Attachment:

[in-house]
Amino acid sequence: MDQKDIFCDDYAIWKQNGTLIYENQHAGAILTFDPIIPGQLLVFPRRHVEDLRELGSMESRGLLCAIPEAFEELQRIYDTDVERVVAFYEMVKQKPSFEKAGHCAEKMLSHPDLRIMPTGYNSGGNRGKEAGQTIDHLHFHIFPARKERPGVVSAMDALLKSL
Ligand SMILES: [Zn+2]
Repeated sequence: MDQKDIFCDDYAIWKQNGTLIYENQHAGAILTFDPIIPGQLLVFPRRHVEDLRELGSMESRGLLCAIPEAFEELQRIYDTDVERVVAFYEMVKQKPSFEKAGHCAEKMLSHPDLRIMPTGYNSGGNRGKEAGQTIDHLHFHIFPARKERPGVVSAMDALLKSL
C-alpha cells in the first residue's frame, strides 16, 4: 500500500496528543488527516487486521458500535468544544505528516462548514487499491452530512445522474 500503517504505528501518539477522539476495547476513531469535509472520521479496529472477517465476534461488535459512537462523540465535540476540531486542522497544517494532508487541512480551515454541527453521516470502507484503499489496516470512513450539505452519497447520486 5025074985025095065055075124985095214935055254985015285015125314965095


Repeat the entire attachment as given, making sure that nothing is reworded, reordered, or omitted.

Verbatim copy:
[in-house]
Amino acid sequence: MDQKDIFCDDYAIWKQNGTLIYENQHAGAILTFDPIIPGQLLVFPRRHVEDLRELGSMESRGLLCAIPEAFEELQRIYDTDVERVVAFYEMVKQKPSFEKAGHCAEKMLSHPDLRIMPTGYNSGGNRGKEAGQTIDHLHFHIFPARKERPGVVSAMDALLKSL
Ligand SMILES: [Zn+2]
Repeated sequence: MDQKDIFCDDYAIWKQNGTLIYENQHAGAILTFDPIIPGQLLVFPRRHVEDLRELGSMESRGLLCAIPEAFEELQRIYDTDVERVVAFYEMVKQKPSFEKAGHCAEKMLSHPDLRIMPTGYNSGGNRGKEAGQTIDHLHFHIFPARKERPGVVSAMDALLKSL
C-alpha cells in the first residue's frame, strides 16, 4: 500500500496528543488527516487486521458500535468544544505528516462548514487499491452530512445522474 500503517504505528501518539477522539476495547476513531469535509472520521479496529472477517465476534461488535459512537462523540465535540476540531486542522497544517494532508487541512480551515454541527453521516470502507484503499489496516470512513450539505452519497447520486 5025074985025095065055075124985095214935055254985015285015125314965095